Right in the centre - Please change the channel


By Ken Waddell

Neepawa Banner & Press

Editor’s note: After two weeks away from my desk with surgery and a second bout in hospital with complications, I want to thank all the people who prayed for me. Thank you to son, Mike, for writing a column and wife, Christine, for doing the same. I hope and expect to make a full recovery, but won’t likely be back to full strength for some weeks yet. I have never slept so much in my life before. The care I received in three different hospitals was outstanding.

After spending nine grinding months facing death, despair, fear and frustration, it’s time for Manitoba to change the channel.

I, for one, think the province of Manitoba has done a good job of combatting COVID-19. The government has done a good job, but after all the grinding, it’s time to adopt some new approaches. That Dr. Roussin, his staff and the premier have not strangled someone is a miracle. We need to change the channel. The citizens of Manitoba need hope and a sense of fairness. Our leadership needs to offer hope and fairness and those commodities have been missing for a few months now.

1. The daily death announcements need to be modified. Either tell us if the deaths were “random” or due to underlying conditions or just give us totals. Knowing the age, what care home people lived in at the time of their death or where they lived doesn’t help much in our quest to understand what is actually happening. 

2. We need to know how many people die each day of all causes. It’s morbid sounding, but are we actually losing many more people than other years? The health people must know these facts and if we are expected to take daily gut punches about C-19 deaths, we need to know context.

3. We need to tune out all the media when they simply regurgitate the death counts. Where are the stories about hope and about new treatments? I think the mainstream media has been hiding in their home offices for way too long, not actually applying their skills, resources and talents to finding stories about hope. It is a sad commentary on our news media, that with combined decades of experience and endless college degrees, that what we have been served up in terms of C-19 coverage by the media, for the most part, has been awful.

4. The majority of deaths by far have been in care homes and among our elderly who have underlying health issues. That does not make the deaths any less sad or hurtful, but it does now show a number of things. It would appear that perhaps if we had done a better job of sanitizing, protecting of residents and screening of staff and visitors over the years, we might have had less deaths from all diseases, such as influenza and pneumonia.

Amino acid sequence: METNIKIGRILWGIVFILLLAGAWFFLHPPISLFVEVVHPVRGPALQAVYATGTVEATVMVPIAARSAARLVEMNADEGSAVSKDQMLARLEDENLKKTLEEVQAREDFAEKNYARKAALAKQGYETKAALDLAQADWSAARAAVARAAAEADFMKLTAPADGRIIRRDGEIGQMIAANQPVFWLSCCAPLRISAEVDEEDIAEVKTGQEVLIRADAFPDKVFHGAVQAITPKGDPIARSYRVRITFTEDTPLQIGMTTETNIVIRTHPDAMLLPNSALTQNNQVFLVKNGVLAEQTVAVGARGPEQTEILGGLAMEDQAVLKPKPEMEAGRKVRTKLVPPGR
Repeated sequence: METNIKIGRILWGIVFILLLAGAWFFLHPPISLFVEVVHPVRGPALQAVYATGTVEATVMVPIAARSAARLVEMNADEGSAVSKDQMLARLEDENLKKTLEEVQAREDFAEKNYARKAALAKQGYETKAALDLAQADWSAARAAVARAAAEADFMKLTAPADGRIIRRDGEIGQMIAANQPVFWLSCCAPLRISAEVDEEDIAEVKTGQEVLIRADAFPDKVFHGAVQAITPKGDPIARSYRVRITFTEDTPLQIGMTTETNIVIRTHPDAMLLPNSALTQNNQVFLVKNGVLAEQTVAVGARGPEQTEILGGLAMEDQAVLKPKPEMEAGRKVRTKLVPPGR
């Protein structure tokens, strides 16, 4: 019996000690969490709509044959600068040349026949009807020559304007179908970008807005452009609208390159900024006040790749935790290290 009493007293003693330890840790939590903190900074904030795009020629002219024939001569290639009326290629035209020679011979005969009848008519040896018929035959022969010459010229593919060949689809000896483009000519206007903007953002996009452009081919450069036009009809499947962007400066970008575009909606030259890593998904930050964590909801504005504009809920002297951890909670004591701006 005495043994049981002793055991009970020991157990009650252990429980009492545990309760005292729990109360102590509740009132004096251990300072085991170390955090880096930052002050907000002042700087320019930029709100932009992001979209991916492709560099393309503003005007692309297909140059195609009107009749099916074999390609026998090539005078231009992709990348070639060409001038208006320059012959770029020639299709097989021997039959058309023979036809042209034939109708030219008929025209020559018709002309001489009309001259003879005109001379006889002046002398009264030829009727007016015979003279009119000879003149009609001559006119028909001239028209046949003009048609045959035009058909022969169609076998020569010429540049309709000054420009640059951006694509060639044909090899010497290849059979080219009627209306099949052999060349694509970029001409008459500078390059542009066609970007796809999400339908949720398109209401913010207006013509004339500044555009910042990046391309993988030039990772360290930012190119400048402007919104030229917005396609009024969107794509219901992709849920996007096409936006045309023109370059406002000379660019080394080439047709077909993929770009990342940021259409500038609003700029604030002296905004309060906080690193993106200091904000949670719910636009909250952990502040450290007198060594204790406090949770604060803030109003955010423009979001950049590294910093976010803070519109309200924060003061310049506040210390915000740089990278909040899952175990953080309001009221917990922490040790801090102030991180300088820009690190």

5. I am not sure who is to blame, but we still haven’t done enough to protect our vulnerable. Staffing levels should never be allowed to get stretched as badly as they appear to have been in the worst hit care homes. Hopefully, that lesson has been learned. The Long Term & Continuing Care Association of Manitoba says that care has been underfunded for 15 years in Manitoba. In case anyone is keeping track, that covers several governments, both federally and provincially and four different political parties.

6. Given that the spread of C-19, when it has deadly effects, is mostly in care facilities, should we not move mountains to protect our elderly?

7. Given that C-19 spreads mostly in large, unmasked gatherings, should we not adjust our approach on the economy and business? Wash our hands, socially distance unless we wear mask, stay out of large, unmasked crowds, stay at home when you are sick. We can do all that. 

8. However, back to hope and fairness. The government needs to immediately open up all businesses at 25 per cent capacity. It makes no sense to think that C-19 isn’t being spread at Costco or Walmart, but it is being spread at the local hair dresser or clothing shop. 

9. There is also an elephant in the room. While large gatherings are all illegal now, not everyone is obeying those rules. Some communities have repeatedly flaunted the provincial rules. One community has openly announced they plan to allow large Christmas and New Year’s gatherings. Those kinds of decisions seem to be the wrong way to go.

10. C-19 is real, it’s not fake, people can be asymptomatic, mildly sick, severely sick or die from it. Let’s change the channel and fight this thing with logic, hope and fairness. If we don’t do that, we will still be taking a daily gut punch of death stats next Christmas and with no progress to show for it.

Disclaimer: The writer serves as a volunteer chair of the Manitoba Community Newspaper Association. The views expressed in this column are the writer’s personal views and are not to be taken as being  the view of the MCNA board or Banner & Press staff.